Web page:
Top 8 Reasons Why You Need A Legal Will:
A Legal Will helps to ensure that your estate is distributed as you wish, that your children will have the care and resources they need, that your estate avoids probate taxes and that your death doesn’t create a legal and administrative burden to your family.
- Save on Probate Tax – If you don’t have a Will, most of your assets will likely require probate and therefore, create the imposition of unnecessary probate tax. Probate tax is approximately 1.5% of the value of your estate including your real property. If you had a Will, your family wouldn’t have to pay this probate tax. As well, if your family is unable to pay the probate taxes when they are required to pay it, they may be forced to sell the home to cover the tax bill. You would not want to lose your largest asset from being distributed to your children because you were left without a Will.
- Save on Legal Fees – A Will ensures your estate trustee is selected and has the authority to act on your behalf. If you die without a Will, your estate will be unable to transfer certain assets to your beneficiaries without having someone appointed as Estate Trustee to affect that transfer or distribution. The process of having a court appoint an Estate Trustee is called ‘Probate’ or officially an ‘Application for Certificate of Appointment of Estate Trustee without a Will’. The reason for Probate is to give a single person (your Trustee) the authority to act on behalf of the Estate, distribute your assets to your Beneficiaries, pay your debts, or sell your properties. The process of applying to court to be named an official Estate Trustee is costly and takes time. Legal fees can run in the range of $5,000 or more. This entire process is unnecessary if you have a Will.
- Save on Income Tax – If you don’t have a Will, you likely did not have an estate plan. In most cases, is possible to save thousands of dollars upon death by engaging the use of estate and tax planning techniques. If you die without a Will, many of the formidable tax planning opportunities are lost and cannot be recovered on death. This means you and your estate may pay higher income tax than you would have with a Will.
- Clear Distribution of Assets – Your Will clearly tells your surviving family members, friends and others how and when your wealth and personal property should be distributed. Without a valid Will, the government decides for you.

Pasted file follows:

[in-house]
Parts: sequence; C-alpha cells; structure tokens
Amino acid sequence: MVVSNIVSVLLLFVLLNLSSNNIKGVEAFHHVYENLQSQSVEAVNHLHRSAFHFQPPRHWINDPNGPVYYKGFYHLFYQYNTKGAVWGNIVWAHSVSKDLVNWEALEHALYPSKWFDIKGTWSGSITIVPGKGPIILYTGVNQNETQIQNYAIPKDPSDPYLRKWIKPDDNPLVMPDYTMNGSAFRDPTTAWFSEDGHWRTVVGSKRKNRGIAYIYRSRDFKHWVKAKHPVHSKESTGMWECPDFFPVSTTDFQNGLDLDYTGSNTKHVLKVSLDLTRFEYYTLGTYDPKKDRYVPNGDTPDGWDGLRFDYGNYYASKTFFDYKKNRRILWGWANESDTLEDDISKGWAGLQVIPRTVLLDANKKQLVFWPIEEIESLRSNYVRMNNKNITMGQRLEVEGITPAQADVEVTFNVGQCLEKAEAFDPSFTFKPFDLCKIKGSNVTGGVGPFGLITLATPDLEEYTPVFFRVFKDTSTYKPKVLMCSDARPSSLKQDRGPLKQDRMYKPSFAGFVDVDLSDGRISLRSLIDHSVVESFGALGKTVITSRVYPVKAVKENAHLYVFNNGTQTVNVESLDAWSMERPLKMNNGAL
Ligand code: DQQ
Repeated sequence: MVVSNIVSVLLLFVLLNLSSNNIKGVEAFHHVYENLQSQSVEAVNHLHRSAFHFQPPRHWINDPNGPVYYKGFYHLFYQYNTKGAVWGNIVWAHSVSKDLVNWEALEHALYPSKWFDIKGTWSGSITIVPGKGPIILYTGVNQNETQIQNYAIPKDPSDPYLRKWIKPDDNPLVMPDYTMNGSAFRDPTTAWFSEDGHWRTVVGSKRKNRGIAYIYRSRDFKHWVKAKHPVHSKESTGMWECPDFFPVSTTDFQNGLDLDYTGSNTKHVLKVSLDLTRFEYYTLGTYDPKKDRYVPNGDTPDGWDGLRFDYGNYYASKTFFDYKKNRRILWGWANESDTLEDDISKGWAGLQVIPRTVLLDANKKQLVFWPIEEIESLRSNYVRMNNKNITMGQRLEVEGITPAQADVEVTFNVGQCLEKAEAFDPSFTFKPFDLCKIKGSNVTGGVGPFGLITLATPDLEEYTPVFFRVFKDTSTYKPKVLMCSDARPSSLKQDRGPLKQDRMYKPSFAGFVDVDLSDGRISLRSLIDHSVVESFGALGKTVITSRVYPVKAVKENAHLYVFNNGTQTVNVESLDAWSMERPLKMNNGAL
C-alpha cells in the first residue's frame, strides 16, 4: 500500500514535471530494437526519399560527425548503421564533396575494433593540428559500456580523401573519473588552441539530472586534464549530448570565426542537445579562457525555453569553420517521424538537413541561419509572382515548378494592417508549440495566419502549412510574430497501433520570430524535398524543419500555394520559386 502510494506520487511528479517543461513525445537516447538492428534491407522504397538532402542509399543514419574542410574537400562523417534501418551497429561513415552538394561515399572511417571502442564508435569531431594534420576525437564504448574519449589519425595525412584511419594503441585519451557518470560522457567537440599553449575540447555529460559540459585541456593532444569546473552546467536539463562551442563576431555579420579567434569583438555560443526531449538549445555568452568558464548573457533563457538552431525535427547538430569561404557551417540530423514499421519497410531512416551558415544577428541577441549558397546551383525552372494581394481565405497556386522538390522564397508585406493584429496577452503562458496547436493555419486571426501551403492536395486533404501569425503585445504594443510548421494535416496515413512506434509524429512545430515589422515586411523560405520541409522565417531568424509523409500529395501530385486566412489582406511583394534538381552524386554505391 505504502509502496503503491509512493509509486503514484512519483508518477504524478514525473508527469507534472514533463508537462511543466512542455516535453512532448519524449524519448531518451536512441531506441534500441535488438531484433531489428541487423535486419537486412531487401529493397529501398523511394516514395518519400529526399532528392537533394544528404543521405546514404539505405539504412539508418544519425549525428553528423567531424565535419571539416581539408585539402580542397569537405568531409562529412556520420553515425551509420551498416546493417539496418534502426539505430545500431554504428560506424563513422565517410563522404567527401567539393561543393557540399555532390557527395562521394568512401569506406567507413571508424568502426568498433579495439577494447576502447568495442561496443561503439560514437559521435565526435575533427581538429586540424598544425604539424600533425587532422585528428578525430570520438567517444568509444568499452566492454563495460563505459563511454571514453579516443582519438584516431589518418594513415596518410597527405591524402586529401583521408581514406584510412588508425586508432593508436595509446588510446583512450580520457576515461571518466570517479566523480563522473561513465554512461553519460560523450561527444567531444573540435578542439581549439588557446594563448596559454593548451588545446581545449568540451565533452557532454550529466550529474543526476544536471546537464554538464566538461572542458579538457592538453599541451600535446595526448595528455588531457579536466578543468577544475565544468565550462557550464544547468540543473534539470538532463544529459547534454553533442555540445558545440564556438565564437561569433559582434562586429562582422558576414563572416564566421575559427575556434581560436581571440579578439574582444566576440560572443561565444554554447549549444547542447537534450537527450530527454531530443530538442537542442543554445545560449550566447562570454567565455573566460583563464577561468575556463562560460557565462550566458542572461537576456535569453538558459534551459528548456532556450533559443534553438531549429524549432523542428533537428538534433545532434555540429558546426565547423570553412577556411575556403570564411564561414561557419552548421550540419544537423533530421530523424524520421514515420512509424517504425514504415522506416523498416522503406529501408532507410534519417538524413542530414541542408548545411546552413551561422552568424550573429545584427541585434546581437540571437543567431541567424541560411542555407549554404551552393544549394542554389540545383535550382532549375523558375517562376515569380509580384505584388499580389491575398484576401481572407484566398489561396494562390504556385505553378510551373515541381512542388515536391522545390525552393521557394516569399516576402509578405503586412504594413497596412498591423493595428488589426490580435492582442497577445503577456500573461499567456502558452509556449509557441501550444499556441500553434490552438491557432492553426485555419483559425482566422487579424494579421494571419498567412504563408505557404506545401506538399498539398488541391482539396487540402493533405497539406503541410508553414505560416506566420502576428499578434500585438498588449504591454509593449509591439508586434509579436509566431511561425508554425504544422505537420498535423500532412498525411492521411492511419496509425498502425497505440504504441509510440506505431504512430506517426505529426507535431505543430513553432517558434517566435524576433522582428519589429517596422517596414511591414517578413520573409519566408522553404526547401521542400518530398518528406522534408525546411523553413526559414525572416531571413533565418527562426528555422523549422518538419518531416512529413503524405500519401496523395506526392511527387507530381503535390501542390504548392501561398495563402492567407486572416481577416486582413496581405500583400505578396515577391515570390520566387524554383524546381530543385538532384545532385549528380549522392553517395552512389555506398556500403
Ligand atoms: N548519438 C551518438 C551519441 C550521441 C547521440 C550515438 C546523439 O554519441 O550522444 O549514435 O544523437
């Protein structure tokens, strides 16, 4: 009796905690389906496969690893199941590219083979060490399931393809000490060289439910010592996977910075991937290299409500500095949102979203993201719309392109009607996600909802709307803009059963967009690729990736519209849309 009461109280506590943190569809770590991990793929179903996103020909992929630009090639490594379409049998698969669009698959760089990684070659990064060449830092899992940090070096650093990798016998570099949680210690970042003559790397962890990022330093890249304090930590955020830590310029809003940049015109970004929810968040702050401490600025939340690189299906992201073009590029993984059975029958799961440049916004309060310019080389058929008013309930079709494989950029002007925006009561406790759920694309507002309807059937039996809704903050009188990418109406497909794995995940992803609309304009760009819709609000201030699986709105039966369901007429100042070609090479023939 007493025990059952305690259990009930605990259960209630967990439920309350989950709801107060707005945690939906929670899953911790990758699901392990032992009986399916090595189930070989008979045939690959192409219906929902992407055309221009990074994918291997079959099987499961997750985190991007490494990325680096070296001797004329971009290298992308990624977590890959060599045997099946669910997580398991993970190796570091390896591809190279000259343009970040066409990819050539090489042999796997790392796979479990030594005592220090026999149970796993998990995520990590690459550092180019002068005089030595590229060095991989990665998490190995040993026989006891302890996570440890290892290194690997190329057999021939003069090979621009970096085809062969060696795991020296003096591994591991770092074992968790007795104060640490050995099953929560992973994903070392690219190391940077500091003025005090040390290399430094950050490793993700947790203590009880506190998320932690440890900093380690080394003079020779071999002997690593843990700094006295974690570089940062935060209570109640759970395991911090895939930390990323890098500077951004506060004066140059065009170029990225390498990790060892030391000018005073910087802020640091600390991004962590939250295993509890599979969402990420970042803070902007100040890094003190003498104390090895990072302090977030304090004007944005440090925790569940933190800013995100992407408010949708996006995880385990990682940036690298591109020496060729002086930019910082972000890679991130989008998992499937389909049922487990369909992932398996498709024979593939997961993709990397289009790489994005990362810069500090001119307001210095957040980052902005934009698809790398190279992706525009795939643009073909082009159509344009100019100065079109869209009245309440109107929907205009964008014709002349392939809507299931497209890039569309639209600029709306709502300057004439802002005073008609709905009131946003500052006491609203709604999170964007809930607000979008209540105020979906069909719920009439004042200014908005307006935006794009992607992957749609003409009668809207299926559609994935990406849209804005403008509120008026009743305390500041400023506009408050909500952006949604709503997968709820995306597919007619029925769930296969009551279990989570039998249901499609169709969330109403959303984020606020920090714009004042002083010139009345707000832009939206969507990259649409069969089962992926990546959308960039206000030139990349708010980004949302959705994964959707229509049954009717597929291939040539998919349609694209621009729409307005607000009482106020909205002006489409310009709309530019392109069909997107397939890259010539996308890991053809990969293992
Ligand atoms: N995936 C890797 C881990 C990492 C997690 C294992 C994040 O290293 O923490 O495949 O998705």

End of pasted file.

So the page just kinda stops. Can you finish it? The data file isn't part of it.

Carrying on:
- Care of your Minor Children – In your Will you can name the person you want to serve as your minor children’s guardian should something happen to both you and your spouse. This person would be responsible for your children’s physical care, health care, education and general well-being until they reach the age of 18. If you don’t have a Will, a family member will have to petition the court for Guardianship. Ultimately, the decision of guardianship will be determined by the Court who may award guardianship to the State.
- Choose your Beneficiaries – a Will allows you to distribute your property amongst your children or next of kin in a way that addresses their financial needs. Otherwise the government decides for you.
7. Provide for your family – Through your Will, you can provide for elderly parents, disabled children or otherwise who presently depend on you for care.
8. Give to Charity – A Will ensures that favourite people, organizations, causes and even pets are beneficiaries of your estate if you wish.
The consequences of not having a Will are severe and unnecessary, leaving your family saddled with needless taxes and legal fees. A Will doesn’t have to take a lot of time or cost of a lot of money. At Kalfa Law, we make the process seamless and easy with our automated Will intake questionnaire. Our questionnaire takes 15-20 minutes to complete and can be done from the comfort of your home. Next, our lawyers will discuss your estate plan with you, and we begin building your simple Will.
Let us help you get your estate in order with a Will for your and your family. Contact us today.
-Shira Kalfa, BA, JD, Partner and Founder
© Kalfa Law 2018
The above provides information of a general nature only. This does not constitute legal advice. All transactions or circumstances vary, and specified legal advice is required to meet your particular needs. If you have a legal question you should consult with a lawyer.